In an appeal in March 2013, Khan’s lawyers won their case – and he was given a term with a definitive end point. The need for Khan’s release to be approved by the Parole Board was also dropped. Appeal judges imposed an extended sentence of 21 years which comprised a custodial element of 16 years and a five-year ‘extension period’. The 16-year custodial element meant he was eligible for release at the halfway point – eight years.
Why is only half of a sentence served?
It has been a convention since the 1960s that half of a term is served in prisons. The rest of a sentence is served ‘on licence’, when an offender can be quickly sent back to jail if they fail to behave.
When was Khan finally freed?
The Parole Board was quick to point out after Friday’s attack that Khan’s release was not referred to them – he was automatically released at the halfway point. He remained on ‘extended licence’ and had to report to police and probation officers, wear a GPS electronic tag and fulfil other requirements.
How did laws passed by a former Labour government affect the Court of Appeal’s options?
PM Boris Johnson has said Khan had to be ‘automatically released half-way through’ because of changes Labour made in 2008 to Extended Sentences for Public Protection or EPPs. This is correct.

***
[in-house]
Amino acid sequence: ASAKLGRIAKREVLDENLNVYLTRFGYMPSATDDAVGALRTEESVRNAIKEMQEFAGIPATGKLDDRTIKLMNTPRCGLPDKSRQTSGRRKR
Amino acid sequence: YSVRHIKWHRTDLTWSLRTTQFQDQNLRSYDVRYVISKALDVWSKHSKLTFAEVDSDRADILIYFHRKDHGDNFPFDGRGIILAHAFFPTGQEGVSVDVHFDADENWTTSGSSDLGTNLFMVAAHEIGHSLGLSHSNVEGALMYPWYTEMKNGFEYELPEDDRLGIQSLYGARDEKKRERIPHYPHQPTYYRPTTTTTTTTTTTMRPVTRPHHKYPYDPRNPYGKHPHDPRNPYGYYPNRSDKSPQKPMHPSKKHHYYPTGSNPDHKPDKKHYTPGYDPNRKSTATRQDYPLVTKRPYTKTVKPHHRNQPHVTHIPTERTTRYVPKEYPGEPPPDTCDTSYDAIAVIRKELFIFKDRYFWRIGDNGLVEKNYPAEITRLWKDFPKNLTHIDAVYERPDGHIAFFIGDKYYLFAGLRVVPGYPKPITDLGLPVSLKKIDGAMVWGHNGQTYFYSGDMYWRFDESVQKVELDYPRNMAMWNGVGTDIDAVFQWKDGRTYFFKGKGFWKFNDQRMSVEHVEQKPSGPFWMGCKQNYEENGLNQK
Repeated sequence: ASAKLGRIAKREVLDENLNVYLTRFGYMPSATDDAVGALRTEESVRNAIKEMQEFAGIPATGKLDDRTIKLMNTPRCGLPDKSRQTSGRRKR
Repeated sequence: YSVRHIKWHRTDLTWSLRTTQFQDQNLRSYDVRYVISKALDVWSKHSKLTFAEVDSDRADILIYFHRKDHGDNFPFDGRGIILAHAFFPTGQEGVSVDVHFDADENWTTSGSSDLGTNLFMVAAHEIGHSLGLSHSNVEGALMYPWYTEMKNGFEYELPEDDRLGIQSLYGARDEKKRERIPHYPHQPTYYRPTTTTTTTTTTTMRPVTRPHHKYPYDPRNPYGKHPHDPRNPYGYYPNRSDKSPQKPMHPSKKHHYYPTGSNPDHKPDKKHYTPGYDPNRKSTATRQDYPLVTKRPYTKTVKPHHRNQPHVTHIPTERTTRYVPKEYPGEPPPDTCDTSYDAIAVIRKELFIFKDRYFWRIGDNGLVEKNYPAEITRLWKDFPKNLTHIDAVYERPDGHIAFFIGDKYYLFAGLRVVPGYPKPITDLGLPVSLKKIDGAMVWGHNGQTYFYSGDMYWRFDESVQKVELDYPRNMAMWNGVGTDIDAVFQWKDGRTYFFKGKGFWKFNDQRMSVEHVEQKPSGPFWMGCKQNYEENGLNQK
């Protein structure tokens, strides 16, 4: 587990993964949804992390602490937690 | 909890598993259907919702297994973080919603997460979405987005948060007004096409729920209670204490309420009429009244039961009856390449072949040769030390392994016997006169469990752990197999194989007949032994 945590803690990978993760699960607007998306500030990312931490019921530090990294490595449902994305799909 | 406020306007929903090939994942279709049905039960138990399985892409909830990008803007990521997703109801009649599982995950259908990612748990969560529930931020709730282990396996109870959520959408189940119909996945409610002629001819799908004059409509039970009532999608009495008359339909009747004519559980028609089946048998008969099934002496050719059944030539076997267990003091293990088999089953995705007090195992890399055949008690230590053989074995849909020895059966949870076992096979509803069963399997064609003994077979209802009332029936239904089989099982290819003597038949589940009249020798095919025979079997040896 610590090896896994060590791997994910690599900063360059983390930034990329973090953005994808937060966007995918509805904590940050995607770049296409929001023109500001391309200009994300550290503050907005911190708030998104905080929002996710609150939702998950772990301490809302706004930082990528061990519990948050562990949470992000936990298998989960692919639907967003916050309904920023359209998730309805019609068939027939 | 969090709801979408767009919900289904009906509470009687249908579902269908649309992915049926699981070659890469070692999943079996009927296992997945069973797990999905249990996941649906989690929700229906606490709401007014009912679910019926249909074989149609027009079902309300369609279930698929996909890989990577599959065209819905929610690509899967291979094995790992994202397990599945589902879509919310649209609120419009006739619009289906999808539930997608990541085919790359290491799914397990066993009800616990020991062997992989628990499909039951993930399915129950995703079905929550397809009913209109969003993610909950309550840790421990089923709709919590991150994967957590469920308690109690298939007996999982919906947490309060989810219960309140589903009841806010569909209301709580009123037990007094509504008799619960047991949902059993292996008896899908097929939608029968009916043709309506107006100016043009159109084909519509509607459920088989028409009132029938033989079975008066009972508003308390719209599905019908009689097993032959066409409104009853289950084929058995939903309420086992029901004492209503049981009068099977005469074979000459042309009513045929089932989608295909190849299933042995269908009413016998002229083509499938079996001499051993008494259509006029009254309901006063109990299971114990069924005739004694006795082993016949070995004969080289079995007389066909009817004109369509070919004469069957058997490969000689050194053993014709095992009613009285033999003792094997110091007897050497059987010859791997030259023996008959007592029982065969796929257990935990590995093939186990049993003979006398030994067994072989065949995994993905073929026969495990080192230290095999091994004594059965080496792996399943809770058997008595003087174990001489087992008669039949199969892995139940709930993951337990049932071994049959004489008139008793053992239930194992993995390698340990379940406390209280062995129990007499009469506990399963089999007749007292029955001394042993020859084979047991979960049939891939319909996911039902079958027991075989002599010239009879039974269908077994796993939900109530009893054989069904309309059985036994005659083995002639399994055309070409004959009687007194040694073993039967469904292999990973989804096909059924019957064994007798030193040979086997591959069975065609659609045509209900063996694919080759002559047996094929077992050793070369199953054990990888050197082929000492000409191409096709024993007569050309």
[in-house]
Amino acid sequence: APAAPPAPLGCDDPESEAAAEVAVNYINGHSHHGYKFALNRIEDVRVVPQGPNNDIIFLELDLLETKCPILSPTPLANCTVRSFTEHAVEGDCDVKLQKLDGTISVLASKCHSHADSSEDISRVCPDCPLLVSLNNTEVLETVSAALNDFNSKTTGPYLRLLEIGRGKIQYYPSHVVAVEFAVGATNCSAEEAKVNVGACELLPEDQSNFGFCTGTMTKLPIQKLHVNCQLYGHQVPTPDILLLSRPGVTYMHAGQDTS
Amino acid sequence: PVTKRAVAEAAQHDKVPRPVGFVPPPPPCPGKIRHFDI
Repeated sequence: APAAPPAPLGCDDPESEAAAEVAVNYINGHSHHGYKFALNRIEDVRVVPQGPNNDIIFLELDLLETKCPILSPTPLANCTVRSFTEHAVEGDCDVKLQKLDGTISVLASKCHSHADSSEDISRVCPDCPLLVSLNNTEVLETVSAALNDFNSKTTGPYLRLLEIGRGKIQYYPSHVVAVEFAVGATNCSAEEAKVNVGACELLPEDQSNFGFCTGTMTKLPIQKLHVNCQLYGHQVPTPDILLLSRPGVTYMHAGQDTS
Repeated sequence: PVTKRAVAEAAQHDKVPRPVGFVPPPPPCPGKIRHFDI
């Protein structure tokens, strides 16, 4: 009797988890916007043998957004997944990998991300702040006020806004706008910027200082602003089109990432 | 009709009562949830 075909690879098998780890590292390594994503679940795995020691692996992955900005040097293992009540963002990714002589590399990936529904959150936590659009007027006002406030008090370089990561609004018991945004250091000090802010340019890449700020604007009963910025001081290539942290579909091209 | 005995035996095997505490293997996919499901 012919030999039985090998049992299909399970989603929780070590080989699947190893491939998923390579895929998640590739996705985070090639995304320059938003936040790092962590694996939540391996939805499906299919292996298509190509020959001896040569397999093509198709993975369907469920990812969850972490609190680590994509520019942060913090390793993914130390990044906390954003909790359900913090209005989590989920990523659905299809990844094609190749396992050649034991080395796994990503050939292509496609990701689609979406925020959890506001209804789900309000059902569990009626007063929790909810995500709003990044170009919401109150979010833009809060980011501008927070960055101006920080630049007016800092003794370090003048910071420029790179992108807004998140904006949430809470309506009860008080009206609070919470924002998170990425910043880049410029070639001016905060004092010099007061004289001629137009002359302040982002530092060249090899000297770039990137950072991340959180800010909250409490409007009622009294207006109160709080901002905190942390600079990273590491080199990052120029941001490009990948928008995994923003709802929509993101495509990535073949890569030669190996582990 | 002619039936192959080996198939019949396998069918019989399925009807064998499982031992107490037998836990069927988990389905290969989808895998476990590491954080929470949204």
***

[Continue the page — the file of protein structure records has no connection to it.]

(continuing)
Until 2008, anyone on an EPP had to have their release approved by the Parole Board. If they were refused, the board could keep them in jail up to the end of their custodial period, which in Khan’s case was 16 years.
But in mid-2008, Labour made release automatic halfway through.However, the Court of Appeal could potentially have upheld the original IPP sentence.
How can ministers toughen up the sentencing of terrorists?
Khan’s atrocity has reignited debate over whether there is now a case to remove entitlement to early release for convicted terrorists.
PM Boris Johnson has already said they should be made to serve ‘every day’ of their terms. Some important steps have already been taken.
Extended Determinate Sentences (EDS), brought in in 2012, only allow convicted terrorists to apply for parole two-thirds through their sentence, with no automatic entitlement for release.
The Counter Terrorism and Border Security Act, which won Royal Assent in February, toughens jail terms for a range of offences and – crucially –makes it easier to keep terror suspects behind bars beyond the halfway point. It extended two types of sentence – the EDS and Sentences for Offenders of Particular Concern (SOPC) – to a number of middle-ranking terror offences.
A clearer structure could set out underlining principles such as whether early release is allowed, and whether the Parole Board or ministers should approve any release before it takes place rather than it taking place automatically.
A clearer structure would help underline how the justice system should deal with terrorists.